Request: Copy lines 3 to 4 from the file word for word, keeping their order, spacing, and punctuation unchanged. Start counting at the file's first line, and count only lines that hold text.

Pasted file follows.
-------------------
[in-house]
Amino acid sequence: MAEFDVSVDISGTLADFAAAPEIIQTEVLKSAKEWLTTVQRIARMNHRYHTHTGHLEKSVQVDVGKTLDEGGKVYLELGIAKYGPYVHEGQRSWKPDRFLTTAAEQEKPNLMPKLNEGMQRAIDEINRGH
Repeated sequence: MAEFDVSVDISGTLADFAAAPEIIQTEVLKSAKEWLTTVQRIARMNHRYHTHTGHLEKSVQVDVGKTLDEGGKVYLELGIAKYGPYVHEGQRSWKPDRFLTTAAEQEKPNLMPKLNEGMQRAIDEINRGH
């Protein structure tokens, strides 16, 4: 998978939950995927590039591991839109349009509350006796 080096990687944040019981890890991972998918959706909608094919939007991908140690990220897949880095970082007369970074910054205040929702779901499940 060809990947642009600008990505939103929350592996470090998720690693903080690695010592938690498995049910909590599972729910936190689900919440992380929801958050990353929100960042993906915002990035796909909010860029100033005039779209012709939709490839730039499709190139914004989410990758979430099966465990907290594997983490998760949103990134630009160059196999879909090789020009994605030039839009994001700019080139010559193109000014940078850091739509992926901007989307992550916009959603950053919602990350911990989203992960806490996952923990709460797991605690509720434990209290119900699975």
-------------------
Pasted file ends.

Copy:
Repeated sequence: MAEFDVSVDISGTLADFAAAPEIIQTEVLKSAKEWLTTVQRIARMNHRYHTHTGHLEKSVQVDVGKTLDEGGKVYLELGIAKYGPYVHEGQRSWKPDRFLTTAAEQEKPNLMPKLNEGMQRAIDEINRGH
């Protein structure tokens, strides 16, 4: 998978939950995927590039591991839109349009509350006796 080096990687944040019981890890991972998918959706909608094919939007991908140690990220897949880095970082007369970074910054205040929702779901499940 060809990947642009600008990505939103929350592996470090998720690693903080690695010592938690498995049910909590599972729910936190689900919440992380929801958050990353929100960042993906915002990035796909909010860029100033005039779209012709939709490839730039499709190139914004989410990758979430099966465990907290594997983490998760949103990134630009160059196999879909090789020009994605030039839009994001700019080139010559193109000014940078850091739509992926901007989307992550916009959603950053919602990350911990989203992960806490996952923990709460797991605690509720434990209290119900699975």